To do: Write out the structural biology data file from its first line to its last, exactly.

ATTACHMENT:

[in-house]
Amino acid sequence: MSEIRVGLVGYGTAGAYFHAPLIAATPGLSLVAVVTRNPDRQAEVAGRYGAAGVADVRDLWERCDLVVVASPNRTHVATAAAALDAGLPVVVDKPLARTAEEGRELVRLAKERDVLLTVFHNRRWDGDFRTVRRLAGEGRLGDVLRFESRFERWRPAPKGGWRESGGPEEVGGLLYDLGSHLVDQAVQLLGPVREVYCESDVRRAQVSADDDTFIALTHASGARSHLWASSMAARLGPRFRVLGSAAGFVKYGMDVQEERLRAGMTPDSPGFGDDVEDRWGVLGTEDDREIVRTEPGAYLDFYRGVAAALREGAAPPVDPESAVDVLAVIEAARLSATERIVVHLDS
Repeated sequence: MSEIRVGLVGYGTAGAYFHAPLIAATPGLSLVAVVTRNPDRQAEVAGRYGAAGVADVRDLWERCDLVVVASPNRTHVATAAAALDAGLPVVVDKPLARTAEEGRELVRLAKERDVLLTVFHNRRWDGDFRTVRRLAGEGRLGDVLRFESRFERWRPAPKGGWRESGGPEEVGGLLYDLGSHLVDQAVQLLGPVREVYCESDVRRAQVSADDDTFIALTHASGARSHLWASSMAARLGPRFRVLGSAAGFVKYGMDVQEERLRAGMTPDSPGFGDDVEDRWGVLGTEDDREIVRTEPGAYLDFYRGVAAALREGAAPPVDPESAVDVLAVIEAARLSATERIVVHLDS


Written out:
[in-house]
Amino acid sequence: MSEIRVGLVGYGTAGAYFHAPLIAATPGLSLVAVVTRNPDRQAEVAGRYGAAGVADVRDLWERCDLVVVASPNRTHVATAAAALDAGLPVVVDKPLARTAEEGRELVRLAKERDVLLTVFHNRRWDGDFRTVRRLAGEGRLGDVLRFESRFERWRPAPKGGWRESGGPEEVGGLLYDLGSHLVDQAVQLLGPVREVYCESDVRRAQVSADDDTFIALTHASGARSHLWASSMAARLGPRFRVLGSAAGFVKYGMDVQEERLRAGMTPDSPGFGDDVEDRWGVLGTEDDREIVRTEPGAYLDFYRGVAAALREGAAPPVDPESAVDVLAVIEAARLSATERIVVHLDS
Repeated sequence: MSEIRVGLVGYGTAGAYFHAPLIAATPGLSLVAVVTRNPDRQAEVAGRYGAAGVADVRDLWERCDLVVVASPNRTHVATAAAALDAGLPVVVDKPLARTAEEGRELVRLAKERDVLLTVFHNRRWDGDFRTVRRLAGEGRLGDVLRFESRFERWRPAPKGGWRESGGPEEVGGLLYDLGSHLVDQAVQLLGPVREVYCESDVRRAQVSADDDTFIALTHASGARSHLWASSMAARLGPRFRVLGSAAGFVKYGMDVQEERLRAGMTPDSPGFGDDVEDRWGVLGTEDDREIVRTEPGAYLDFYRGVAAALREGAAPPVDPESAVDVLAVIEAARLSATERIVVHLDS